DynaCom (Sp 5)
Subproject 5: Community effects of dispersal and persistence of aquatic consumers
Field work in the Wadden Sea.
Colonization success and persistence of species depend on their capabilities to disperse and to exploit different resources. We aim at understanding interactions among trophic levels; specifically, how consumers with different dispersal and mobility traits impact distribution, abundance and composition of lower trophic levels and vice versa. We study effects of macrozoobenthic consumers, which exploit different habitats and differ in their dispersal and mobility capabilities. In field and mesocosm studies, we will test how mobility, body size and feeding traits of consumers affect resource composition and abundance. A full field assessment of resource use and community composition of microphytobenthos is complemented by marine mesocosm experiments focusing on five macrozoobenthos species (consumers) and fish (different ecotypes of sticklebacks as top consumers) - all representing different mobility, body size and feeding types.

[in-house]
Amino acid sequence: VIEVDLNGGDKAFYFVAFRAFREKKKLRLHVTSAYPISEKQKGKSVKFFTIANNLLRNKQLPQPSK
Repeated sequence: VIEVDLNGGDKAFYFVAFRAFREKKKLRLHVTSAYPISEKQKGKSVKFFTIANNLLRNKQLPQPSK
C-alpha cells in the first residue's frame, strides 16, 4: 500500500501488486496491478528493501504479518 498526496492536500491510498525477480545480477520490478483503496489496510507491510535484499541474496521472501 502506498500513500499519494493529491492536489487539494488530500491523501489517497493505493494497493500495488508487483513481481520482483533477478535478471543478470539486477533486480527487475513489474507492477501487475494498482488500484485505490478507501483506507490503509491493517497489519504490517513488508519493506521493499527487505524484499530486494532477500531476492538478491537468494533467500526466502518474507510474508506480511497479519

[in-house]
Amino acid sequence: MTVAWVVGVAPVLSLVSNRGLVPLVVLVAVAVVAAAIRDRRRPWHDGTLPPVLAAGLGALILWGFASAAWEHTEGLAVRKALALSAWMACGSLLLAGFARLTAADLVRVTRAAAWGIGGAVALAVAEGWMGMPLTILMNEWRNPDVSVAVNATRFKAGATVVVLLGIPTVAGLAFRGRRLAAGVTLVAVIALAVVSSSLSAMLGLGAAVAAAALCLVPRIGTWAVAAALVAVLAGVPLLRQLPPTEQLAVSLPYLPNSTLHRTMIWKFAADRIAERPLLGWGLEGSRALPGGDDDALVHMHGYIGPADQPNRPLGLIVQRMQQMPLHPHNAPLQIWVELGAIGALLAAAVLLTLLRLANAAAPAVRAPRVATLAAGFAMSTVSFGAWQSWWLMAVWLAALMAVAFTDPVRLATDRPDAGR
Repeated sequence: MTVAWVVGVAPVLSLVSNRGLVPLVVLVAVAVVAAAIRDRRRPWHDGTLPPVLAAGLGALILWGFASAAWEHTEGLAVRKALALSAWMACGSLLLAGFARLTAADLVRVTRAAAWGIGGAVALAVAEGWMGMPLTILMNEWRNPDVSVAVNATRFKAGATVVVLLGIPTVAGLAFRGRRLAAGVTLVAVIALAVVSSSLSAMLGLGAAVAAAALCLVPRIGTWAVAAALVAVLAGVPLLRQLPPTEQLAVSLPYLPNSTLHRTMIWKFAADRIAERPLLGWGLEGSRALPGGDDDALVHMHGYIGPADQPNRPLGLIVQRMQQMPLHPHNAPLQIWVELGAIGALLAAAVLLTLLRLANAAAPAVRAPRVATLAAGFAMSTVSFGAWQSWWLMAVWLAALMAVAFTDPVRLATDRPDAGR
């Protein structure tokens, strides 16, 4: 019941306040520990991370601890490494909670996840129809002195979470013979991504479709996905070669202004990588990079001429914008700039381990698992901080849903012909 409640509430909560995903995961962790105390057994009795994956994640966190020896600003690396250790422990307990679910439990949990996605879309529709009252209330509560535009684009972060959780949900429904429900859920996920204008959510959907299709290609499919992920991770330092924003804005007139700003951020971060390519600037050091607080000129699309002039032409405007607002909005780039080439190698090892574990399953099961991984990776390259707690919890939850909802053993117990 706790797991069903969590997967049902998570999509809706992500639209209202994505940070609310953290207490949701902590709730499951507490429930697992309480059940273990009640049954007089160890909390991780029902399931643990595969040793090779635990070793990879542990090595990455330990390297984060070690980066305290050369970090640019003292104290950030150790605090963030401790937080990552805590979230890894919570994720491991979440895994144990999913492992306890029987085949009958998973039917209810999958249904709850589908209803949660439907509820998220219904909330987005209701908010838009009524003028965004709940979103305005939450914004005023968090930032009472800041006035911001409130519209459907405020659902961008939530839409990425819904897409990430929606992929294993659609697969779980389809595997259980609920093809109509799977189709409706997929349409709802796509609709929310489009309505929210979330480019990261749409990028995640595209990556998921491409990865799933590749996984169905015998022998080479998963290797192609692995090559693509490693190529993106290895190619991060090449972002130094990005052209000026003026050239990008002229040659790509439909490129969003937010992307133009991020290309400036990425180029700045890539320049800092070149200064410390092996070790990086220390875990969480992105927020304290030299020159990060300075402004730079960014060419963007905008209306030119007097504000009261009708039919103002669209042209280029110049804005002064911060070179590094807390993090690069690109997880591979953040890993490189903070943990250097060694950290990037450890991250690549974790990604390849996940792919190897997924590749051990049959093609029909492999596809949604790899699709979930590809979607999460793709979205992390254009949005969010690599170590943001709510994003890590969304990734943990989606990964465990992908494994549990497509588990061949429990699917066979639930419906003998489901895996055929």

Threespined Sticklebacks (Gasterosteus aculeatus), female (left), male (right).
We will identify the interactive effects of physiological traits on resource use and quantifiable macrozoobenthos community composition under controlled conditions in marine and freshwater mesocosms. Food resources and trophic levels will be identified by stable isotope and fatty acid analyses. Consequently, we will contribute to understand the dynamic in biodiversity in context of trait dependent differences in resource availability and use.
Genomic differences (FST) between freshwater and marine stickleback populations; arrows indicate specific candidate genes that differ strongly with known (green) and (unknown) function.